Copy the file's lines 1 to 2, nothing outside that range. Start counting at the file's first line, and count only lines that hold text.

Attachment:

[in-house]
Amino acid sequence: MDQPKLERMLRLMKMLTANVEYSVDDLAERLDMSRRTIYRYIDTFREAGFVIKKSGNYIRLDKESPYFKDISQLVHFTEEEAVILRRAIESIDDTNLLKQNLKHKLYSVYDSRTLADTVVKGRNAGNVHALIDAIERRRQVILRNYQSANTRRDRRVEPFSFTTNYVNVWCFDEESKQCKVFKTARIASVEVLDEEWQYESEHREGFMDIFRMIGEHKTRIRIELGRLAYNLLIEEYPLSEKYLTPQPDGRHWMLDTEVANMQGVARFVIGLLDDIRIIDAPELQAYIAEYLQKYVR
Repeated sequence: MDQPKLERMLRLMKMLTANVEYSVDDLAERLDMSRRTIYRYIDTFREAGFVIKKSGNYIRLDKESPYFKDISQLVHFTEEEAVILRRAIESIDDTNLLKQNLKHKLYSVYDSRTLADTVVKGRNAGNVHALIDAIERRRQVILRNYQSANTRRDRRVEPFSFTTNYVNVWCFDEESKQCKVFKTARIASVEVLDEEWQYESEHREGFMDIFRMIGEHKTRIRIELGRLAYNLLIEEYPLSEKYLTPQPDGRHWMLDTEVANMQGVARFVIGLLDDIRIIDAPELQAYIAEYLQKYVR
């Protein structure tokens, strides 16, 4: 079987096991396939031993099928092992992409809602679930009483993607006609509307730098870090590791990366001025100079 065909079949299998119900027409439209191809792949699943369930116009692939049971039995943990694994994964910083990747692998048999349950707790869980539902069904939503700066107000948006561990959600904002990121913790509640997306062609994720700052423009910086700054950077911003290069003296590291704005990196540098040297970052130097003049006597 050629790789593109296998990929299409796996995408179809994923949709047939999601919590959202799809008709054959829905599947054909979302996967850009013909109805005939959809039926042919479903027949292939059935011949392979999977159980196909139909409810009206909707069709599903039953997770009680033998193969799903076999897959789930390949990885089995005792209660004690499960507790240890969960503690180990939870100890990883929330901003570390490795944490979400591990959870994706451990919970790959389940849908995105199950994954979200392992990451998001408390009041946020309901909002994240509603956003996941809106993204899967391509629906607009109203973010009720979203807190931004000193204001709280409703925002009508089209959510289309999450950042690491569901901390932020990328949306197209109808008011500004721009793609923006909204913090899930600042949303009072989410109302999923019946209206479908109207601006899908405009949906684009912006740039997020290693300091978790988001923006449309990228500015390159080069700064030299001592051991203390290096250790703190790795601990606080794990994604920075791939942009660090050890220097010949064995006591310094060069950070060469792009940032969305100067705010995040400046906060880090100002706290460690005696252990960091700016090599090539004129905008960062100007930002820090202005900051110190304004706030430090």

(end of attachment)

[in-house]
Amino acid sequence: MDQPKLERMLRLMKMLTANVEYSVDDLAERLDMSRRTIYRYIDTFREAGFVIKKSGNYIRLDKESPYFKDISQLVHFTEEEAVILRRAIESIDDTNLLKQNLKHKLYSVYDSRTLADTVVKGRNAGNVHALIDAIERRRQVILRNYQSANTRRDRRVEPFSFTTNYVNVWCFDEESKQCKVFKTARIASVEVLDEEWQYESEHREGFMDIFRMIGEHKTRIRIELGRLAYNLLIEEYPLSEKYLTPQPDGRHWMLDTEVANMQGVARFVIGLLDDIRIIDAPELQAYIAEYLQKYVR